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Showing posts from March, 2013

Wood Science 101 (9) - More on Wood Identification: The Inside Wood Library

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Yesterday's post resulted in a note from Dr. Elisabeth Wheeler at North Carolina State University, advising me of a great wood identification resource called Inside Wood. For those of you that are into wood identification or would like to get into it, and are thinking of putting together a system similar to the Cerre system in yesterday's post, you will be intrigued to know that the Inside Wood Library has over 35,000 images of hardwoods that are searchable by menu, images, taxonomy (family or genus names, alphabetically), or by keyword. In other words, if you're trying to find microscopic detail on a hardwood, you're as likely to find it at Inside Wood as anywhere.

Since I was checking it out, I thought I would dig into an interest of mine. My favorite all-time tree is the mighty American Sycamore, Platanus occidentalis. For some reason, my nose is attuned to the smell of the sycamore, and I can smell one a quarter-mile away, even in a mixed forest. So, for obvious r…

Wood Science 101 (8) - Wood Species Identification and Macrophotography

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One question that wood scientists get asked more than any other is..."What type of wood is this?" Sometimes the answer is easy, but often it isn't.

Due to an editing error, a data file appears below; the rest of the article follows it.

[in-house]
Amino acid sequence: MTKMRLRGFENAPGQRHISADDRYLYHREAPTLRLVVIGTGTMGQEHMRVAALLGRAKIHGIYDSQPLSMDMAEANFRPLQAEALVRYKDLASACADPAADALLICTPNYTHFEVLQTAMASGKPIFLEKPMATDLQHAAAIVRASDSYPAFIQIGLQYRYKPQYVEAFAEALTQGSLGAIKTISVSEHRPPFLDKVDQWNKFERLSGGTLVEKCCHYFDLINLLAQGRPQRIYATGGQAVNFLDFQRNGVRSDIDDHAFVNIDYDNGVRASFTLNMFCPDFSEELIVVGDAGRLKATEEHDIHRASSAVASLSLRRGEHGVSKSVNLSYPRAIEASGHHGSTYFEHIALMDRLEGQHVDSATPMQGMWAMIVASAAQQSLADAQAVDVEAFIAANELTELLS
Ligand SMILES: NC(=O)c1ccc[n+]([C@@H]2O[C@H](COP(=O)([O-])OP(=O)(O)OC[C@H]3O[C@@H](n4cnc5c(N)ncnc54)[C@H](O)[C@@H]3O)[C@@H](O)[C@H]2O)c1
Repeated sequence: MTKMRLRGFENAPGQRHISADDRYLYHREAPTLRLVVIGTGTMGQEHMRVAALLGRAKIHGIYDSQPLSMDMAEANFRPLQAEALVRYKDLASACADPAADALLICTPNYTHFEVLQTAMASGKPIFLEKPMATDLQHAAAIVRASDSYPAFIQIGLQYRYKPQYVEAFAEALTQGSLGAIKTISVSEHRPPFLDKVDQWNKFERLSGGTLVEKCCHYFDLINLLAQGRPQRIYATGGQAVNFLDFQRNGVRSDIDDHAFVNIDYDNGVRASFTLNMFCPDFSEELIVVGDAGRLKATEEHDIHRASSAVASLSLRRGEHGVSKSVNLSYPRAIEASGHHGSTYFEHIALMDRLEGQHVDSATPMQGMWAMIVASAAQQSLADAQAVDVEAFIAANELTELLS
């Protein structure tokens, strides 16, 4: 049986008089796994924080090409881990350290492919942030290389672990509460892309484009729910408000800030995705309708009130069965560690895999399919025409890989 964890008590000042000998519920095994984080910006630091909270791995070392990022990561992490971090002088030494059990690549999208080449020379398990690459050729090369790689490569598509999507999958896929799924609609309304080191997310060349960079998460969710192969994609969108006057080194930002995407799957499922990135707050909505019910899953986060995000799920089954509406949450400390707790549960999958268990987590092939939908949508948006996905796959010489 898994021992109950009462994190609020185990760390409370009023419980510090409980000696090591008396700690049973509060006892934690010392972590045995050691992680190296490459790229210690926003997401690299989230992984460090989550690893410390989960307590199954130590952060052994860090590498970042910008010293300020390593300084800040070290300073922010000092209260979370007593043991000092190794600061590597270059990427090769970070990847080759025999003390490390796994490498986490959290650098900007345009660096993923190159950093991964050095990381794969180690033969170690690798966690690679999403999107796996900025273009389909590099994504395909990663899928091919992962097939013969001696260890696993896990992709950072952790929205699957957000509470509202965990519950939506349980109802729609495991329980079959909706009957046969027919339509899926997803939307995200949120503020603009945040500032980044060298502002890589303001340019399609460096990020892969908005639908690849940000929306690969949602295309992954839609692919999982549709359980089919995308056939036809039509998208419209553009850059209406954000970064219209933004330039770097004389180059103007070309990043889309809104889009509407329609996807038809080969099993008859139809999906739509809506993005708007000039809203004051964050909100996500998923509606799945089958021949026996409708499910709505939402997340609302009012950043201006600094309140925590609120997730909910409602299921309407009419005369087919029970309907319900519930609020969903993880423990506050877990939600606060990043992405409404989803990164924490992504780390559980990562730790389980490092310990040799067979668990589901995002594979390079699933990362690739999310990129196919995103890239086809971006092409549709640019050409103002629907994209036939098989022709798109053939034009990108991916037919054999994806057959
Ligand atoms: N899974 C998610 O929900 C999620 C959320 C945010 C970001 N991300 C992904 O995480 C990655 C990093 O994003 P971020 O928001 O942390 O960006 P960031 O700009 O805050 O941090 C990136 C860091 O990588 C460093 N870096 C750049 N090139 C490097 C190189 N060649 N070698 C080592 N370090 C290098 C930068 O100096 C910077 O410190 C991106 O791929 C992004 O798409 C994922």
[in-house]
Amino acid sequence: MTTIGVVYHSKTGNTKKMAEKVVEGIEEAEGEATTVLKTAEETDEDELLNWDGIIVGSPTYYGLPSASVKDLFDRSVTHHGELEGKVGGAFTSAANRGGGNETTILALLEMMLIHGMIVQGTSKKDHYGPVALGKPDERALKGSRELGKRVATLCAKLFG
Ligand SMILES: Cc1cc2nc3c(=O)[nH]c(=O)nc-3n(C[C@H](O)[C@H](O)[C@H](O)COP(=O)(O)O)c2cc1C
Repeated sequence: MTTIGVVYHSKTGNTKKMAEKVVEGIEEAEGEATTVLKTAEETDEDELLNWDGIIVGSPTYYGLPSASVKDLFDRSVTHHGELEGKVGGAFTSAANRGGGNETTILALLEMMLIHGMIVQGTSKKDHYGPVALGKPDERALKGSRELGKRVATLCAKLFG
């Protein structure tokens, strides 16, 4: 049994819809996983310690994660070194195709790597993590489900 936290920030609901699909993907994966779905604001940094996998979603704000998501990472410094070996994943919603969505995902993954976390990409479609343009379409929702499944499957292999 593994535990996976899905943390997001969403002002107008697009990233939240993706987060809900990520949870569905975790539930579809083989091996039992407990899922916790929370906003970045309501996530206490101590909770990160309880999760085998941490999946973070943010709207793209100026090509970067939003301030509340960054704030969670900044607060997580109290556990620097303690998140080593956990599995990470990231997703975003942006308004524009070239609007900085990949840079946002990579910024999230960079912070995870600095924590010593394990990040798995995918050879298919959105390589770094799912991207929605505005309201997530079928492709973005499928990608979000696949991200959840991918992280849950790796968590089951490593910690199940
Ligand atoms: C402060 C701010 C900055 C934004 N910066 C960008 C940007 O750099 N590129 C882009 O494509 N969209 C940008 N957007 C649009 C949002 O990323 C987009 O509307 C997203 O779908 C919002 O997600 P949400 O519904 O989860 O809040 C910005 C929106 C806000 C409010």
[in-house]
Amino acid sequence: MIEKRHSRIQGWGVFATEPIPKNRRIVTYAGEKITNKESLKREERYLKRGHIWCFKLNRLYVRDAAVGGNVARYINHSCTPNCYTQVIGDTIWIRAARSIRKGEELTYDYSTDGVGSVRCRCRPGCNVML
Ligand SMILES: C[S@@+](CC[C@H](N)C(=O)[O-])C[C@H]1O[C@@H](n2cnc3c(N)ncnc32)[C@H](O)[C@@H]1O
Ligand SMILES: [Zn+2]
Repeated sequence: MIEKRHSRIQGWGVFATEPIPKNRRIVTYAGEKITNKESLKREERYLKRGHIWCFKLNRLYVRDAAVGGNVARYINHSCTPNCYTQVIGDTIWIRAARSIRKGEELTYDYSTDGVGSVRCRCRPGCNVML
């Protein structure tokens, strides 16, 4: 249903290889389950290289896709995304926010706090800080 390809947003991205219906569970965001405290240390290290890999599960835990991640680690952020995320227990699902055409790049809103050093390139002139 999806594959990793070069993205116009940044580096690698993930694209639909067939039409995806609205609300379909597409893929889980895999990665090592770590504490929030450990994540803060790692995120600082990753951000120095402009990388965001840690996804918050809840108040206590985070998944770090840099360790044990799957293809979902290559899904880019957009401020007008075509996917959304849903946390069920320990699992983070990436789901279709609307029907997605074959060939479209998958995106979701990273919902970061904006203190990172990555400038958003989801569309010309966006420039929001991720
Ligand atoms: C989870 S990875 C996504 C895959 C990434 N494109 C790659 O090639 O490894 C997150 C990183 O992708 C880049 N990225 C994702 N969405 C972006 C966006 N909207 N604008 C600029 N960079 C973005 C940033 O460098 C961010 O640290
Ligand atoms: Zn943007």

Tree identification is simple by comparison. With a tree, you have leaves, needles, and/or twigs, which are usually a dead give-away of a tree's species. Then, you have identifiers such as whether the leaves are alternating or opposite, the appearance of the bark, and even where the tree is growing. All these factors can also be referenced on a dichotomous (this-or-that) key, which asks you to compare traits until finally, you wind up with the right answer.

Wood is tougher, generally. With wood, you're usually handed a block of wood, typically finished with a stain and/or sealant, or you're asked what kind of wood is this table, or that cabinet, or this old walking stick. So references are limited to color, grain, defects, texture, and sometimes smell...and all of these can be deceiving.

For instance, most people …